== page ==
Maths, Marmite & Mastery!
Maths can be like marmite but unlike marmite, whatever your opinion, we need it. In homes across the country we can hear the cry of adults looking at Maths homework saying, “We didn’t do it like that when I was at school”.
At St Giles School we believe that the role of our teachers is to help our children unlock their potential, we have high expectations of them and our children achieve the highest standards possible. We base this upon a solid foundation started in the Early Years Foundation Stage with well-structured teaching and learning which engages, innovates and enthuses the pupils throughout their school life.
So, ‘What Are we Learning Today in Year 5?’
At the beginning of the week the children progressed from 1 digit multiplication to 2 digit multiplication looking at both the grid method and long method. Worked is laid out in with one digit per square and plenty of space for working out. This gives the children an organised and systematic way of working, enabling them to work accurately and self-correct their work when checking it.
Here is a maths lesson taught to Year 5 this week.
WALT: Read, write and compare decimals to three decimal places, understanding that the third decimal place represents thousandths
Say what each digit is worth in a 3-place decimal?
Put 3-place decimal numbers in order?
Explain why one 3-place decimal is larger/smaller than another?
A place-value grid was drawn on the whiteboard
The children were told that the place-value grid shows 10s, 1s, tenths, hundredths and thousandths. It shows 3-place decimals. The children discussed how they already know about tenths and hundredths (0·1s and 0·01s) but today they will start to think about thousandths! – it is a tiny part! The fact was clarified that all decimals are parts of one whole.
0·893 was written on a grid. Year 5 were asked to say how many 1s are in the number, then how many tenths, how many hundredths and finally how many thousandths.
14·627 was then written on the grid. Again discuss how many 10s, 1s, tenths, hundredths and thousandths are in that number.
A child was asked to say a number with three decimal places for the class to write on their grids. Then the child asked the class how many 10s, 1s, tenths, hundredths and thousandths there are.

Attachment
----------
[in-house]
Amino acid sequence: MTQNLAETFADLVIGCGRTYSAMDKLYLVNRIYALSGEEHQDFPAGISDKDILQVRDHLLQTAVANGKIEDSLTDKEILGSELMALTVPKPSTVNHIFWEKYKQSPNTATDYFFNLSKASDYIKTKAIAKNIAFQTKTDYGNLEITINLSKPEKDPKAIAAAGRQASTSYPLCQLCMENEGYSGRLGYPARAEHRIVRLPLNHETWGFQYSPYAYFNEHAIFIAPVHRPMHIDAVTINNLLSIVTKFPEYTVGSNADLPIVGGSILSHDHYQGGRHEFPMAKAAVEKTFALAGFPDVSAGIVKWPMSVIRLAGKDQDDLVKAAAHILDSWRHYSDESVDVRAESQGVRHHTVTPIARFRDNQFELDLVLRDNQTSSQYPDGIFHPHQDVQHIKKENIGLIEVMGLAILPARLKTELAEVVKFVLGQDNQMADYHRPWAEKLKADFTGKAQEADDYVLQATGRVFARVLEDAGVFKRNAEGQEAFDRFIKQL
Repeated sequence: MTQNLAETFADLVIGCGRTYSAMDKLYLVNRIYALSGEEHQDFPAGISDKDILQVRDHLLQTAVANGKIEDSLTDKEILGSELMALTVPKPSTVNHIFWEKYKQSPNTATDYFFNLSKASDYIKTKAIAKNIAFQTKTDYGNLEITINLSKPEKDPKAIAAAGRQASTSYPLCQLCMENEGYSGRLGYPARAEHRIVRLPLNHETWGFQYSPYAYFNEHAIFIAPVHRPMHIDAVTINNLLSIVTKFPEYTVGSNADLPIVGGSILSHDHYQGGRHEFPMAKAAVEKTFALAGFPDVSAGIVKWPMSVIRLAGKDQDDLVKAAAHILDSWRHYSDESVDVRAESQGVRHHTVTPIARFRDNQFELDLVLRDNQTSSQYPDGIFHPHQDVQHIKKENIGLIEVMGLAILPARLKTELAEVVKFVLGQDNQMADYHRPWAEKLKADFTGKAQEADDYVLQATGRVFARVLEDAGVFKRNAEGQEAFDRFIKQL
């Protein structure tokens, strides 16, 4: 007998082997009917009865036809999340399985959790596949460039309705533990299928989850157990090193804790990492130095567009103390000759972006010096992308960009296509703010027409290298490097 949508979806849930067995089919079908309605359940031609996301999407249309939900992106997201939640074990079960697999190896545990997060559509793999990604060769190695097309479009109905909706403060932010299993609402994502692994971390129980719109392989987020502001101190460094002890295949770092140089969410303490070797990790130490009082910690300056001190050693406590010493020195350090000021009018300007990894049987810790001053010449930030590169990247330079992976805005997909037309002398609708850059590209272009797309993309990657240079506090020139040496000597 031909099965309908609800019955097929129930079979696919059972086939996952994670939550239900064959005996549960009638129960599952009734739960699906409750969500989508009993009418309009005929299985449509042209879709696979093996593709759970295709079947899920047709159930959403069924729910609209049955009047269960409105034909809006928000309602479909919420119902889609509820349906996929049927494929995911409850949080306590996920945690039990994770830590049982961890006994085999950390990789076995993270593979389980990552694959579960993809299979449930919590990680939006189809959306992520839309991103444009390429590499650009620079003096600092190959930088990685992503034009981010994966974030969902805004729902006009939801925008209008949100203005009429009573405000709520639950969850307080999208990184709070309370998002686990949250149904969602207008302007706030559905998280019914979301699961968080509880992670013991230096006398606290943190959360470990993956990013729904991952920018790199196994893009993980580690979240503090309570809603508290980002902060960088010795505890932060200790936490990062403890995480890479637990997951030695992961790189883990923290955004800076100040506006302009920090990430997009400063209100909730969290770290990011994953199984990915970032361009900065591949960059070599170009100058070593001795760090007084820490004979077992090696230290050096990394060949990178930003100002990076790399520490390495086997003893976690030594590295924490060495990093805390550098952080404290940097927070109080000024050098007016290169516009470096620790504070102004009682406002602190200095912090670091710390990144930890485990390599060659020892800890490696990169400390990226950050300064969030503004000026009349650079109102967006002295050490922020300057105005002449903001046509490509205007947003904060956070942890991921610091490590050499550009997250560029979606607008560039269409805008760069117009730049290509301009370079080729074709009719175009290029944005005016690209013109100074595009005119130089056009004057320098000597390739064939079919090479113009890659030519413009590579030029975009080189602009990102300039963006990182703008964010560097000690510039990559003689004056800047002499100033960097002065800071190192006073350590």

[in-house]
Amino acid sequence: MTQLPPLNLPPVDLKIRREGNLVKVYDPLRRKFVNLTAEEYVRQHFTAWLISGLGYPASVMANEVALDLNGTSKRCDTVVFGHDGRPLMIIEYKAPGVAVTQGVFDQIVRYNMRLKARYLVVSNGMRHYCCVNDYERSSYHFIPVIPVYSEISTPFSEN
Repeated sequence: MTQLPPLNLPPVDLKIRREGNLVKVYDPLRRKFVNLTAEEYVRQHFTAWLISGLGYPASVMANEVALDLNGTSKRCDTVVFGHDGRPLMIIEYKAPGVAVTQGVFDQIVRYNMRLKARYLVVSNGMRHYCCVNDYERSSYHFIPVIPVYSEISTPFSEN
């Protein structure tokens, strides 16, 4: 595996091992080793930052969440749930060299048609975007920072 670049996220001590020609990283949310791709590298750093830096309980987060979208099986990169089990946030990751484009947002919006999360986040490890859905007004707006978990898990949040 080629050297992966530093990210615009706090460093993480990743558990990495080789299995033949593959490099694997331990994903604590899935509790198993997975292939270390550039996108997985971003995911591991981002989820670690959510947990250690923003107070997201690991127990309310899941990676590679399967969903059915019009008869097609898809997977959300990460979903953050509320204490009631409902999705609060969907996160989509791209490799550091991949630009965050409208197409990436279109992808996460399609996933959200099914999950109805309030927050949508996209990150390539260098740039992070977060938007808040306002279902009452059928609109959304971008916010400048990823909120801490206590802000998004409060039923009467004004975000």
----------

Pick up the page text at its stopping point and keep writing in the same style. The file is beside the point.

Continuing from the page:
The class to wrote their own numbers with some 1s and three decimal places, e.g. 6·034 and shared their numbers with a partner, first reading them and then saying how many 1s, tenths, hundredths and thousandths there are.
Two children came to stand in front of the class and show their numbers, e.g. 3·218 and 4·339. They used large < > crocodile signs (Crocodile - less than and Crocodile - more than. The crocodile always eats the larger number). The class were asked which sign goes between the two numbers to make an inequality sentence. A child came and held the sign to make the sentence: 1.438 > 1.256. The children discussed the fact they did not need to look at the tenths, hundredths or thousandths if the 1s were different. Three is less than four so we know the crocodile will have its mouth open towards the four!
The fact was discussed that comparing 3-place decimals is like comparing any other number: we compare the tenths because they are biggest. If the tenths are the same, we compare the hundredths and finally the thousandths.
The children wrote an inequality sentence on whiteboards with the numbers 5·449 and 5·443.
They compared each other’s whiteboards and discussed how these numbers are very similar, both have five 1s, four tenths, four hundredths, BUT the thousandths are different so the crocodile has its mouth open towards the nine thousandths as this is greater than three thousandths.
The children then put what they had been learning into practice.